written by ILya Koshkin, October 2017
Earlier this year, I found myself heading over to Colorado to visit a customer (I do have a dayjob after all) and since it looked like I would have a couple of hours to kill, I reached out to Burris to see if I can stop by take a look at the factory.
To be honest, I fully expected that they will politely suggest I take a long walk on a short pier, so imagine my surprise when asked me what time I would like to stop by.
Armed with two things I always have with me, a camera and an attitude, I showed up on their doorstep and got a rare (for me) look at how they do things. Considering what I do for a living, I have seen a few optical manufacturing facilities, but not too many that make riflescopes, so this was interesting. For a variety of obvious reasons, I am not going to talk a whole lot about how they do things, but I will post a few pictures I took inside and mention a few things here and there.
Generally speaking, I liked how they go about it. The factory is intelligently set up. I did not see any obvious signs of negligence which is extremely rare, frankly. The production flow made sense and people knew what they were doing. Most importantly, I got to ask them a few questions as we walked along and, most refreshingly, no one tried to BS me. Some things they answered; on some they were not sure what the answers were and said as much. In a few cases, they declined to comment since it involved something proprietary to them and a couple of questions that they answered, they asked me to not talk about (and I won’t).
I had recently had a chance to use Burris’ customer service (I sent in one of my old US made Burris scopes for repair) and my experience was excellent. However, in years past, Burris did not have a stellar service reputation. Naturally, I brought that up. I do not think that scored me any brownie points, but they pretty much said that mistakes were made. However, since then, the service department has been significantly beefed up. I had a nice chat with the gentleman who runs it and he knows what he is doing. Naturally, I asked about support for old scopes, so they showed me this:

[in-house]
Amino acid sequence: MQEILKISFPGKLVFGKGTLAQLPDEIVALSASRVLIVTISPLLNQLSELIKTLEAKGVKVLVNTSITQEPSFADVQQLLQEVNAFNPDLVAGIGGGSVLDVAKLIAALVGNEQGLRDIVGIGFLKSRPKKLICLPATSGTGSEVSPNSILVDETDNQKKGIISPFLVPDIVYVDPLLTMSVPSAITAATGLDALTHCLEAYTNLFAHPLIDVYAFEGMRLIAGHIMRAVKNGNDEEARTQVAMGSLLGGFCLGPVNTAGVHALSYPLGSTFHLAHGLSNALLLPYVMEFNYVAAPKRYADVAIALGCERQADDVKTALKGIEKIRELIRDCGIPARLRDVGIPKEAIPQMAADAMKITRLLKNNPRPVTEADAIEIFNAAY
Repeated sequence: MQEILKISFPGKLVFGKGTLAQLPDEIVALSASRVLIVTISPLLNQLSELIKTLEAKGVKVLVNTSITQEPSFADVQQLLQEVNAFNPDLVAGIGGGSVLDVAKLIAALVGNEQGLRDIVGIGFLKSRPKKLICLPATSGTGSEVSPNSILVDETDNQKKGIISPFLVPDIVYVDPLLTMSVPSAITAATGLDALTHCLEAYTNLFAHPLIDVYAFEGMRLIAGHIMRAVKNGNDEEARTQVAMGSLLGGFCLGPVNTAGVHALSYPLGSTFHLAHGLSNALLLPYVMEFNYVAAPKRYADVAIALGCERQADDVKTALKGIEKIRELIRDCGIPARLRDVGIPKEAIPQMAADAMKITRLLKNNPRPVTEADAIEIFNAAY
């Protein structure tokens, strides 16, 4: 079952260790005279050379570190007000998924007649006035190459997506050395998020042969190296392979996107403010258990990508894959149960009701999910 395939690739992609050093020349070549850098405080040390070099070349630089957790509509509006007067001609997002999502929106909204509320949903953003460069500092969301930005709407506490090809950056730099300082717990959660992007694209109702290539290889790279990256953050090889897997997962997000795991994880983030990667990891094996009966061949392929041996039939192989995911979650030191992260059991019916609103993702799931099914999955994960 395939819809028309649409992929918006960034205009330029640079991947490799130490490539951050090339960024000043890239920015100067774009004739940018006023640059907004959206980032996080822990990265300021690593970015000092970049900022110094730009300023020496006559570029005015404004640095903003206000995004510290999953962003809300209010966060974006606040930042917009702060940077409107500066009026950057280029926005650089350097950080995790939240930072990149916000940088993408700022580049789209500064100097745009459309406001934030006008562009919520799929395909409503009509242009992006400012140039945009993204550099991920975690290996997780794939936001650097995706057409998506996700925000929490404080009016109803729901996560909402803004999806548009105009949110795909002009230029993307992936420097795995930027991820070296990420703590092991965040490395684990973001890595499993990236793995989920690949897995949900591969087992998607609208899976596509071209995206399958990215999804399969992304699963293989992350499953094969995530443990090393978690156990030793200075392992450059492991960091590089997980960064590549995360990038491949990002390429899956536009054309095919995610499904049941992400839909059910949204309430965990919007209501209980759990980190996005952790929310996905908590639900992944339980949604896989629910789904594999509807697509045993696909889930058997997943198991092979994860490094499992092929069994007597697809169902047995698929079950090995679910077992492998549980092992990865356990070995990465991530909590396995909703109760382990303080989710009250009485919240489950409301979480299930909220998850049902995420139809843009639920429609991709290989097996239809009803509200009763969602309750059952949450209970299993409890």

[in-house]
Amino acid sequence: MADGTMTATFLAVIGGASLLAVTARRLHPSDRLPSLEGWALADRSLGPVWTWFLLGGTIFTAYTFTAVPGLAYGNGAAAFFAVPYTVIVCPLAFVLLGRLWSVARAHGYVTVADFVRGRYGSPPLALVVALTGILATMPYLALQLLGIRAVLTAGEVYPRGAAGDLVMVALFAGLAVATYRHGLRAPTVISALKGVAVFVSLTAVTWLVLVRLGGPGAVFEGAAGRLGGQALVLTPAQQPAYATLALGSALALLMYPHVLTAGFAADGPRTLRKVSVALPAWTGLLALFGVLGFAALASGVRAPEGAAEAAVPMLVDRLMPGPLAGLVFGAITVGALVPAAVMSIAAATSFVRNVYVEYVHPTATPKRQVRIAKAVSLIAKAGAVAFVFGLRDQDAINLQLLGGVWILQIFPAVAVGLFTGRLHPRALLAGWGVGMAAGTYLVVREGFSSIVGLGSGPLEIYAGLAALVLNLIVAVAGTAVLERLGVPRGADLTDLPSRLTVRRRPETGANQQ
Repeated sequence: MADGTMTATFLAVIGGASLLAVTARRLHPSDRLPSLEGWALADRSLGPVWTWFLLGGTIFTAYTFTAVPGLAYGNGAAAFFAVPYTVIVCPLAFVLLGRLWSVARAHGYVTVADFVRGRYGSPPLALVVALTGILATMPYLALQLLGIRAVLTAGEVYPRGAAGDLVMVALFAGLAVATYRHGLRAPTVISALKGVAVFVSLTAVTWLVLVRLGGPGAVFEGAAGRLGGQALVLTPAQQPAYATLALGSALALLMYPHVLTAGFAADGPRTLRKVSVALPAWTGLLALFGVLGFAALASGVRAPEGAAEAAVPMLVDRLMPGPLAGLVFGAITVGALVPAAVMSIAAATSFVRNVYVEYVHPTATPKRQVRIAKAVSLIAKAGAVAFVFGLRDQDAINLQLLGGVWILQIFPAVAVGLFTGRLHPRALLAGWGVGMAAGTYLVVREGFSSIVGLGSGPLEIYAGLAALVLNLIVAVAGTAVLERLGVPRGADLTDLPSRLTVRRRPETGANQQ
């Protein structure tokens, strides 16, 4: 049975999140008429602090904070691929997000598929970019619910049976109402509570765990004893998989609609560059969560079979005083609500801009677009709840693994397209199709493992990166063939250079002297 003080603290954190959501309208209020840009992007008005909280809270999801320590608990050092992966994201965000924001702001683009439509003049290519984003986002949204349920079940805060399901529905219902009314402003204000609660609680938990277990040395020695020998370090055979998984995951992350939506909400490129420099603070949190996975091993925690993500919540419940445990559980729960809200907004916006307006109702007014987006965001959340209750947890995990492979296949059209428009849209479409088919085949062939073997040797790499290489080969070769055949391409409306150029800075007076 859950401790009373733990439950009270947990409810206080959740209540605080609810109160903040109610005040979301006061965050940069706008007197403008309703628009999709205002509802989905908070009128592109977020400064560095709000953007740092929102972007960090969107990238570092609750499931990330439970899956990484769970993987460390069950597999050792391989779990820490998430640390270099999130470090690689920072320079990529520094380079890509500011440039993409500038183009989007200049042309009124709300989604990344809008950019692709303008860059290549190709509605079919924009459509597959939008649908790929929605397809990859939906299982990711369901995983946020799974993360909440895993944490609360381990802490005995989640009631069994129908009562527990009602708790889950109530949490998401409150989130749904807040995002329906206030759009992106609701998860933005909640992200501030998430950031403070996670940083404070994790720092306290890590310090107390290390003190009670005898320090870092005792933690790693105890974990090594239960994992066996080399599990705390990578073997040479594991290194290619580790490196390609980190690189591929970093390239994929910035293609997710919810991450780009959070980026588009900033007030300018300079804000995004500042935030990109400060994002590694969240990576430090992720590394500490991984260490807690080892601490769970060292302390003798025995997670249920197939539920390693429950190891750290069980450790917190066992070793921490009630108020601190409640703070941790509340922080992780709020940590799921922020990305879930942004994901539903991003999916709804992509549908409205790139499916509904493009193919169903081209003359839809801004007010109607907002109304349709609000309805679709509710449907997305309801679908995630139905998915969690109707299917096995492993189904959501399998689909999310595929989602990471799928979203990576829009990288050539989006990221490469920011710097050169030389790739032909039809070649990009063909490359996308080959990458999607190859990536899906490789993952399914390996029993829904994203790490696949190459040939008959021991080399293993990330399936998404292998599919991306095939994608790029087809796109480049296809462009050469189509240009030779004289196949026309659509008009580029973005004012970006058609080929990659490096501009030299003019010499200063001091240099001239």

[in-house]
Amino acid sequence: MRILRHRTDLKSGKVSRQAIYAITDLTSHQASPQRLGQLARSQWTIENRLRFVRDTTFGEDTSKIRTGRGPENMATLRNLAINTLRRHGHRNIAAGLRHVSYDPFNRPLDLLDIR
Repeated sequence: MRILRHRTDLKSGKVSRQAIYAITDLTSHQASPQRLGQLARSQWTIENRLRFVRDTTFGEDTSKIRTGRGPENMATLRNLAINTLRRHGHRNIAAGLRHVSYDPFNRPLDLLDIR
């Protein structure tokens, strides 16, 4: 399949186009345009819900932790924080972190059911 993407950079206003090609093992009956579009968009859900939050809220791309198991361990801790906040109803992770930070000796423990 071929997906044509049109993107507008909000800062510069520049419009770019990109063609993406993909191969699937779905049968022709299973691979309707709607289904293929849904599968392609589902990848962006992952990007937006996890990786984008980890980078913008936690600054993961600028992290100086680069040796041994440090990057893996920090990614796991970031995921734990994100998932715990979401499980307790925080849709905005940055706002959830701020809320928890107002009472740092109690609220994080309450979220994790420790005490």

Apparently, they have diligently sorted through their inventory and organized all the old parts they had (there are a couple of cabinets like this one). When they take an old scope in that can not be repaired, they pull whatever parts they can and keep them. I have a couple of old Burris scopes, so that made me feel a lot better.
Here is a box with a bunch of reticle cells for old scope:
Notice how in the picture below, there is a bunch of small windows in the wall on the left. In front of each window there is base where a scope can be clamped. Outside the window, there is an unobstructed few to targets that are, I think, about a 100 yards away. That’s an inexpensive way to check if the scope is working and to adjust focus as necessary:
One of the assembly benches:
Here is where the scopes are purged:
And tested for leaks:
And here is a recoil testing fixture, where the scopes a clamped and tortured.
It sits inside a chamber that baffles some of the sound that this fixture makes when it slams up and down. Here is another fixture that REALLY makes for some serious impact when it slams down. It makes some serious noise, so they try to not use it when the building is full of people:
Final inspection area:
None of the Burris scope currently for sale in the US are made by Burris facility. The scope that are made their are mostly Steiner products, which are higher priced and are better suited for US manufacturing costs. However, the scopes that are made for Burris by OEMs, do go through an inspection at the US factory. Some lines for through a complete check (XTR II, for example), while others ae spot checked.
Finally, I made my way to the warehouse where all the ready-to-ship products are:
I made a valiant effort to “accidentally” walk out with a few boxes, but they were watching me pretty carefully…
I usually have some parting thoughts at the end of every post and frankly, this time, I do not have much to offer. I have been pretty happy with what I have seen from Burris lately and a walk through their factory simply confirms that. With Beretta owning several optics brands (Burris and Steiner being most prominent), I am very curious how they plan to develop Burris further. However, any brand development starts with solid products and Burris seems to be doing quite well in that regard.
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